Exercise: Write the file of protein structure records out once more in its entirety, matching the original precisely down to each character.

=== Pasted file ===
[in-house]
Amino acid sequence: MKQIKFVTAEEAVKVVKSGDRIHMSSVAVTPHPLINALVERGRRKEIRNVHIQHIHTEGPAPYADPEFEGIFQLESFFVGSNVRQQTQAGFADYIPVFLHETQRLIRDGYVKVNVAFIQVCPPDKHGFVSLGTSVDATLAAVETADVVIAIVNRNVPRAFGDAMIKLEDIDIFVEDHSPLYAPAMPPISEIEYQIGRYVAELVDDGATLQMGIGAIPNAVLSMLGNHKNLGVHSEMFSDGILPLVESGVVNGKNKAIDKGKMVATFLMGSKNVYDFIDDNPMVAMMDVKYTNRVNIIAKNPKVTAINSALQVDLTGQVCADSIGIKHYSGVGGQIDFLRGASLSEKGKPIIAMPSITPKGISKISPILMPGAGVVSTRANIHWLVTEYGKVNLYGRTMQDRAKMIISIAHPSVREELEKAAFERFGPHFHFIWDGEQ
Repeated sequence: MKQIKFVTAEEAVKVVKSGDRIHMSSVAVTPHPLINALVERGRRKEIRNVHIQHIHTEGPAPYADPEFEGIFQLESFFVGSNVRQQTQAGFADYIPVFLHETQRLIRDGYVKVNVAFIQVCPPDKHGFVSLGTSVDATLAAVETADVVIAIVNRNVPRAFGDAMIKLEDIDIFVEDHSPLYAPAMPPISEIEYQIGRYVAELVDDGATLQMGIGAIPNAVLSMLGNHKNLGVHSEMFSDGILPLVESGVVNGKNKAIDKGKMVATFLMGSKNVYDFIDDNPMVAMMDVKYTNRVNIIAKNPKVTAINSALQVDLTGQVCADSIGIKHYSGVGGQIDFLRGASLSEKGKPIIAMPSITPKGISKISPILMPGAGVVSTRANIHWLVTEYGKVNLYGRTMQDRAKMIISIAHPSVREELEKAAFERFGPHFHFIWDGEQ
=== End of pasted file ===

[in-house]
Amino acid sequence: MKQIKFVTAEEAVKVVKSGDRIHMSSVAVTPHPLINALVERGRRKEIRNVHIQHIHTEGPAPYADPEFEGIFQLESFFVGSNVRQQTQAGFADYIPVFLHETQRLIRDGYVKVNVAFIQVCPPDKHGFVSLGTSVDATLAAVETADVVIAIVNRNVPRAFGDAMIKLEDIDIFVEDHSPLYAPAMPPISEIEYQIGRYVAELVDDGATLQMGIGAIPNAVLSMLGNHKNLGVHSEMFSDGILPLVESGVVNGKNKAIDKGKMVATFLMGSKNVYDFIDDNPMVAMMDVKYTNRVNIIAKNPKVTAINSALQVDLTGQVCADSIGIKHYSGVGGQIDFLRGASLSEKGKPIIAMPSITPKGISKISPILMPGAGVVSTRANIHWLVTEYGKVNLYGRTMQDRAKMIISIAHPSVREELEKAAFERFGPHFHFIWDGEQ
Repeated sequence: MKQIKFVTAEEAVKVVKSGDRIHMSSVAVTPHPLINALVERGRRKEIRNVHIQHIHTEGPAPYADPEFEGIFQLESFFVGSNVRQQTQAGFADYIPVFLHETQRLIRDGYVKVNVAFIQVCPPDKHGFVSLGTSVDATLAAVETADVVIAIVNRNVPRAFGDAMIKLEDIDIFVEDHSPLYAPAMPPISEIEYQIGRYVAELVDDGATLQMGIGAIPNAVLSMLGNHKNLGVHSEMFSDGILPLVESGVVNGKNKAIDKGKMVATFLMGSKNVYDFIDDNPMVAMMDVKYTNRVNIIAKNPKVTAINSALQVDLTGQVCADSIGIKHYSGVGGQIDFLRGASLSEKGKPIIAMPSITPKGISKISPILMPGAGVVSTRANIHWLVTEYGKVNLYGRTMQDRAKMIISIAHPSVREELEKAAFERFGPHFHFIWDGEQ